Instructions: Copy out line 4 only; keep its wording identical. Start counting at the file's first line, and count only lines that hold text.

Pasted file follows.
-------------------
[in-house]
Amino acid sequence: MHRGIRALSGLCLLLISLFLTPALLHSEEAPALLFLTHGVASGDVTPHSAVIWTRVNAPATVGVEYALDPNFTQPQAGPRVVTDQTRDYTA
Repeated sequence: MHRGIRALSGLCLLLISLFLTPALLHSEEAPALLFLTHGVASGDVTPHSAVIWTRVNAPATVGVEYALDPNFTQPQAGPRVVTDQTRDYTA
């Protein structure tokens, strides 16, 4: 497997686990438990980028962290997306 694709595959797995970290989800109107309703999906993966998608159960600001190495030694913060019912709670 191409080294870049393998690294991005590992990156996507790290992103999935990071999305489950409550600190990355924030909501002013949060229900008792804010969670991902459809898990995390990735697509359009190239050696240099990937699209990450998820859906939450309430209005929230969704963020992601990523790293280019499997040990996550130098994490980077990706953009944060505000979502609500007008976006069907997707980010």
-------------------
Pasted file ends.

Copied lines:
């Protein structure tokens, strides 16, 4: 497997686990438990980028962290997306 694709595959797995970290989800109107309703999906993966998608159960600001190495030694913060019912709670 191409080294870049393998690294991005590992990156996507790290992103999935990071999305489950409550600190990355924030909501002013949060229900008792804010969670991902459809898990995390990735697509359009190239050696240099990937699209990450998820859906939450309430209005929230969704963020992601990523790293280019499997040990996550130098994490980077990706953009944060505000979502609500007008976006069907997707980010």